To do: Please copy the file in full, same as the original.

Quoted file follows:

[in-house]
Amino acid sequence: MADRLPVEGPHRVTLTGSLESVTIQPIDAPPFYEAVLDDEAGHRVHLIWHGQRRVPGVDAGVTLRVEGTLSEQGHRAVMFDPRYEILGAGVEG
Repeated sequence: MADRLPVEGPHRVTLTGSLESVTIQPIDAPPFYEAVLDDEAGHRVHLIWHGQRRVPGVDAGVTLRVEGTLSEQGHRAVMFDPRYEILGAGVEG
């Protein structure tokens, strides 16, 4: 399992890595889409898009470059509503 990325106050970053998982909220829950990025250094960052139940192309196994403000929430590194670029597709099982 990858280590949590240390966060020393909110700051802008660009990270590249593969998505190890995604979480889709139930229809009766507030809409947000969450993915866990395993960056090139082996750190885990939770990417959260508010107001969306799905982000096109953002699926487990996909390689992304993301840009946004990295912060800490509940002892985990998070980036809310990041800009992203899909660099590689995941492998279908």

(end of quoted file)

[in-house]
Amino acid sequence: MADRLPVEGPHRVTLTGSLESVTIQPIDAPPFYEAVLDDEAGHRVHLIWHGQRRVPGVDAGVTLRVEGTLSEQGHRAVMFDPRYEILGAGVEG
Repeated sequence: MADRLPVEGPHRVTLTGSLESVTIQPIDAPPFYEAVLDDEAGHRVHLIWHGQRRVPGVDAGVTLRVEGTLSEQGHRAVMFDPRYEILGAGVEG
């Protein structure tokens, strides 16, 4: 399992890595889409898009470059509503 990325106050970053998982909220829950990025250094960052139940192309196994403000929430590194670029597709099982 990858280590949590240390966060020393909110700051802008660009990270590249593969998505190890995604979480889709139930229809009766507030809409947000969450993915866990395993960056090139082996750190885990939770990417959260508010107001969306799905982000096109953002699926487990996909390689992304993301840009946004990295912060800490509940002892985990998070980036809310990041800009992203899909660099590689995941492998279908």